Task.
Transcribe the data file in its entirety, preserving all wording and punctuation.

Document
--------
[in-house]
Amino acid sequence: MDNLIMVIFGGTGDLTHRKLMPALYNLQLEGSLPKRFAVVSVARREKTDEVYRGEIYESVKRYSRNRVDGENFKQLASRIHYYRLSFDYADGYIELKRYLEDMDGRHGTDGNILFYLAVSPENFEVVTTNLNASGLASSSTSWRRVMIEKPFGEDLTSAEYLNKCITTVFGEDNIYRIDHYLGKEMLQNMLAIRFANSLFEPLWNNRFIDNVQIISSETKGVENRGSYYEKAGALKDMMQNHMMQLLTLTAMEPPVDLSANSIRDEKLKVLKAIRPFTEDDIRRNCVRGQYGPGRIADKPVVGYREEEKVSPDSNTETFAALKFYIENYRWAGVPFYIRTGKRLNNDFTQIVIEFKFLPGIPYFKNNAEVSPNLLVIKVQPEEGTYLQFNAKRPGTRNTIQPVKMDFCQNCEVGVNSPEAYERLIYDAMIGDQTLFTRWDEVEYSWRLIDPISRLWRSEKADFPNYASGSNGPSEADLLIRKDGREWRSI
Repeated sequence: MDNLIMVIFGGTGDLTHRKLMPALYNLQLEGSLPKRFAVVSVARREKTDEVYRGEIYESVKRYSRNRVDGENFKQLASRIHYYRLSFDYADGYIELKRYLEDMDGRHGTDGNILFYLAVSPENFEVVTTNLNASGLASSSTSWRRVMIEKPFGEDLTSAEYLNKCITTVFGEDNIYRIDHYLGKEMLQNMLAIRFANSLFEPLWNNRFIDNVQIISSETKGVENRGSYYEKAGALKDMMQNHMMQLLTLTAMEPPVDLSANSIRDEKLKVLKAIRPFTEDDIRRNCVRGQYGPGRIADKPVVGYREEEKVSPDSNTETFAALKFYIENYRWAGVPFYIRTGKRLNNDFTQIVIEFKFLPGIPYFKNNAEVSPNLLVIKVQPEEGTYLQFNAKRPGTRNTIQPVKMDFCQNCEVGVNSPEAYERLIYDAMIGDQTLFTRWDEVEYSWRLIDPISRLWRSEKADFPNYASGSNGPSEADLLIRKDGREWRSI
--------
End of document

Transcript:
[in-house]
Amino acid sequence: MDNLIMVIFGGTGDLTHRKLMPALYNLQLEGSLPKRFAVVSVARREKTDEVYRGEIYESVKRYSRNRVDGENFKQLASRIHYYRLSFDYADGYIELKRYLEDMDGRHGTDGNILFYLAVSPENFEVVTTNLNASGLASSSTSWRRVMIEKPFGEDLTSAEYLNKCITTVFGEDNIYRIDHYLGKEMLQNMLAIRFANSLFEPLWNNRFIDNVQIISSETKGVENRGSYYEKAGALKDMMQNHMMQLLTLTAMEPPVDLSANSIRDEKLKVLKAIRPFTEDDIRRNCVRGQYGPGRIADKPVVGYREEEKVSPDSNTETFAALKFYIENYRWAGVPFYIRTGKRLNNDFTQIVIEFKFLPGIPYFKNNAEVSPNLLVIKVQPEEGTYLQFNAKRPGTRNTIQPVKMDFCQNCEVGVNSPEAYERLIYDAMIGDQTLFTRWDEVEYSWRLIDPISRLWRSEKADFPNYASGSNGPSEADLLIRKDGREWRSI
Repeated sequence: MDNLIMVIFGGTGDLTHRKLMPALYNLQLEGSLPKRFAVVSVARREKTDEVYRGEIYESVKRYSRNRVDGENFKQLASRIHYYRLSFDYADGYIELKRYLEDMDGRHGTDGNILFYLAVSPENFEVVTTNLNASGLASSSTSWRRVMIEKPFGEDLTSAEYLNKCITTVFGEDNIYRIDHYLGKEMLQNMLAIRFANSLFEPLWNNRFIDNVQIISSETKGVENRGSYYEKAGALKDMMQNHMMQLLTLTAMEPPVDLSANSIRDEKLKVLKAIRPFTEDDIRRNCVRGQYGPGRIADKPVVGYREEEKVSPDSNTETFAALKFYIENYRWAGVPFYIRTGKRLNNDFTQIVIEFKFLPGIPYFKNNAEVSPNLLVIKVQPEEGTYLQFNAKRPGTRNTIQPVKMDFCQNCEVGVNSPEAYERLIYDAMIGDQTLFTRWDEVEYSWRLIDPISRLWRSEKADFPNYASGSNGPSEADLLIRKDGREWRSI